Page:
Human life feels disrupted in just about every way by the coronavirus, but outside, it’s spring. Flowers are blooming, baby animals are being born, and some people are still able to do their work, studying those things.
Earlier this year, Corina Newsome, a grad student studying avian conservation at Georgia Southern University, set up nest boxes around campus with her students to monitor the birds that moved in.
A pair of Carolina chickadees took up residence in one of the boxes and laid eggs in early April.
Meanwhile, also in early April, the human residents of Georgia began sheltering in place.
Newsome continued checking on the birds a couple times a week, even though her students weren’t on campus anymore.
“I get to see how business as usual has continued for these chickadees,” she said. “They have not stopped leaving the nest, coming back, feeding the offspring. They have not stopped defending the nest every time something, any sound, happens outside of their box.”
Newsome said none of that’s a surprise to her — she spends her time studying birds’ lives — but right now, her own life feels so thrown off that it’s something of a comfort.
“I’m more just appreciating the rhythm of the natural world more than I ever have,” she said. “Because it’s like, I need it.”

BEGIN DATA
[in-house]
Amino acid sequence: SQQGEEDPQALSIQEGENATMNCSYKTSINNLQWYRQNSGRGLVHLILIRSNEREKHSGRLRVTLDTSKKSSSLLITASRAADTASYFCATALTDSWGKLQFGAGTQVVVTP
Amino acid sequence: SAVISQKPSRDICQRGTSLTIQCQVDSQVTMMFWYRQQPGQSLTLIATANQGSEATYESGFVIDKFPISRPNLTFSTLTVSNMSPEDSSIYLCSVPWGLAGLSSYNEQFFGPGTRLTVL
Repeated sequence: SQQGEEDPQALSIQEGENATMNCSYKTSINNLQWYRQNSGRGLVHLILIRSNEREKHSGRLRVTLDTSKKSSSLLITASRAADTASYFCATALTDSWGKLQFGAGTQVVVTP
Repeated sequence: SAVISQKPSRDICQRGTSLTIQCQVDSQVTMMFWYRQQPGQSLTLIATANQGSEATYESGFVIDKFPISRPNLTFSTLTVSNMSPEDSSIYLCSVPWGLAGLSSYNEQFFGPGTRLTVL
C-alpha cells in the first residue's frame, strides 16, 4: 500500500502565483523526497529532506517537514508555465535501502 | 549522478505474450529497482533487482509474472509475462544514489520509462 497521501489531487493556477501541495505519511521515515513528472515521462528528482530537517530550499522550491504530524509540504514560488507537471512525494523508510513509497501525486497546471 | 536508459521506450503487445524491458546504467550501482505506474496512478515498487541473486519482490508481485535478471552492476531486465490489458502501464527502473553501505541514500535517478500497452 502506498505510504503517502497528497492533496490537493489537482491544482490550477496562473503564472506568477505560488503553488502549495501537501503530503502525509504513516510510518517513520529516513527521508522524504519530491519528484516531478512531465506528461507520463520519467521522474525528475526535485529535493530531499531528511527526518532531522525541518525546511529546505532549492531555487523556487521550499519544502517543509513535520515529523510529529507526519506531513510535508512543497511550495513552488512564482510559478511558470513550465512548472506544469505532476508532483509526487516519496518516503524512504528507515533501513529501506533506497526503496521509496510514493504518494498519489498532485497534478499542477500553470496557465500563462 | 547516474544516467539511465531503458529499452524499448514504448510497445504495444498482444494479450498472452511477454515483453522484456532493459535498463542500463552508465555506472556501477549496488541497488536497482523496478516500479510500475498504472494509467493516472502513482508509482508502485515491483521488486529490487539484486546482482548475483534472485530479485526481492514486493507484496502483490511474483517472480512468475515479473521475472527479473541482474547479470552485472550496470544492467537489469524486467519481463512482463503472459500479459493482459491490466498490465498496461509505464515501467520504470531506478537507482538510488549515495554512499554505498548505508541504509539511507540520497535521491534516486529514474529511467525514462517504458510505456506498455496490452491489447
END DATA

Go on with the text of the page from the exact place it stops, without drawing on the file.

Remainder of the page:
Many scientists can’t do their field work right now, whether their universities are restricting access to labs, or they’re not allowed to travel, or the places where they do their research are temporarily closed.
But some, like Newsome, have been able to continue – though with social distancing and other precautions that are new parts of their process. The chickadee monitoring was a project with her students on campus, but she’s also been able to continue her own research, on a sparrow that lives on Georgia’s coast.
People working for the Georgia Department of Natural Resources have been able to continue, too, with surveys of some of Georgia’s wild plants, fish and reptiles.
“For the most part, they’re out in the middle of nowhere. So they’re not really interacting with anyone other than themselves,” said Matt Elliott, assistant chief of conservation in Georgia’s Wildlife Resources Division.
Jacob Thompson, a biologist with the Georgia Department of Natural Resources specializing in rare plants, has worked on restoring native grasses in one area, evaluated forests for how to manage them to encourage wildlife and helped with controlled burns.
“Even when you’re out in the field, it does seem a little bit different, but at the same time, you know, this is stuff we would be doing normally,” he said.
Though when he’s not out in the field, he’s working from home, and helping to home-school his 8- and 10-year-old kids. So that’s different.
For her part, Newsome said one thing she has a new perspective on is taking people with her when she heads out into the marshes and woods where she works.
“When I’m out in nature, historically, I like to be alone. I like to be able to just be alone with my thoughts and exploring in silence.”
“From now on, I will definitely be thinking about this time where I couldn’t take anyone out and realize how much value there is in sharing my excitement in real life with other people.”
She had been sharing her excitement virtually about the nesting chickadees, on Twitter and on YouTube, but the babies have now all left the nest.